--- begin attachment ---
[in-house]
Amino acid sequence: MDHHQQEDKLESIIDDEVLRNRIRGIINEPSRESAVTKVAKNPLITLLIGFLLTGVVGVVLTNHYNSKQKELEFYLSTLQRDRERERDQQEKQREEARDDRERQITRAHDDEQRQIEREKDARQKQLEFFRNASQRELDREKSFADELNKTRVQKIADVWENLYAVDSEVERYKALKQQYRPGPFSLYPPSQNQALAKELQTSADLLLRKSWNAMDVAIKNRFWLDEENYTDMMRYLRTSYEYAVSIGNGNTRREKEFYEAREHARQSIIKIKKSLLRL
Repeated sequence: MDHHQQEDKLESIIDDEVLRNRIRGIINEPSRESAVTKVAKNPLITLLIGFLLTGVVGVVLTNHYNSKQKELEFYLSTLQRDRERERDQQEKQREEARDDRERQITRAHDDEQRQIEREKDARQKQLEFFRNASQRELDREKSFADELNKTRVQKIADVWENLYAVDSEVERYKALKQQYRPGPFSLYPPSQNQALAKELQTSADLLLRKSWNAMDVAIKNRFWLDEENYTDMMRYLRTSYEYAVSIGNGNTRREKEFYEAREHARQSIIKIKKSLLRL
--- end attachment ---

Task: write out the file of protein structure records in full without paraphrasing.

[in-house]
Amino acid sequence: MDHHQQEDKLESIIDDEVLRNRIRGIINEPSRESAVTKVAKNPLITLLIGFLLTGVVGVVLTNHYNSKQKELEFYLSTLQRDRERERDQQEKQREEARDDRERQITRAHDDEQRQIEREKDARQKQLEFFRNASQRELDREKSFADELNKTRVQKIADVWENLYAVDSEVERYKALKQQYRPGPFSLYPPSQNQALAKELQTSADLLLRKSWNAMDVAIKNRFWLDEENYTDMMRYLRTSYEYAVSIGNGNTRREKEFYEAREHARQSIIKIKKSLLRL
Repeated sequence: MDHHQQEDKLESIIDDEVLRNRIRGIINEPSRESAVTKVAKNPLITLLIGFLLTGVVGVVLTNHYNSKQKELEFYLSTLQRDRERERDQQEKQREEARDDRERQITRAHDDEQRQIEREKDARQKQLEFFRNASQRELDREKSFADELNKTRVQKIADVWENLYAVDSEVERYKALKQQYRPGPFSLYPPSQNQALAKELQTSADLLLRKSWNAMDVAIKNRFWLDEENYTDMMRYLRTSYEYAVSIGNGNTRREKEFYEAREHARQSIIKIKKSLLRL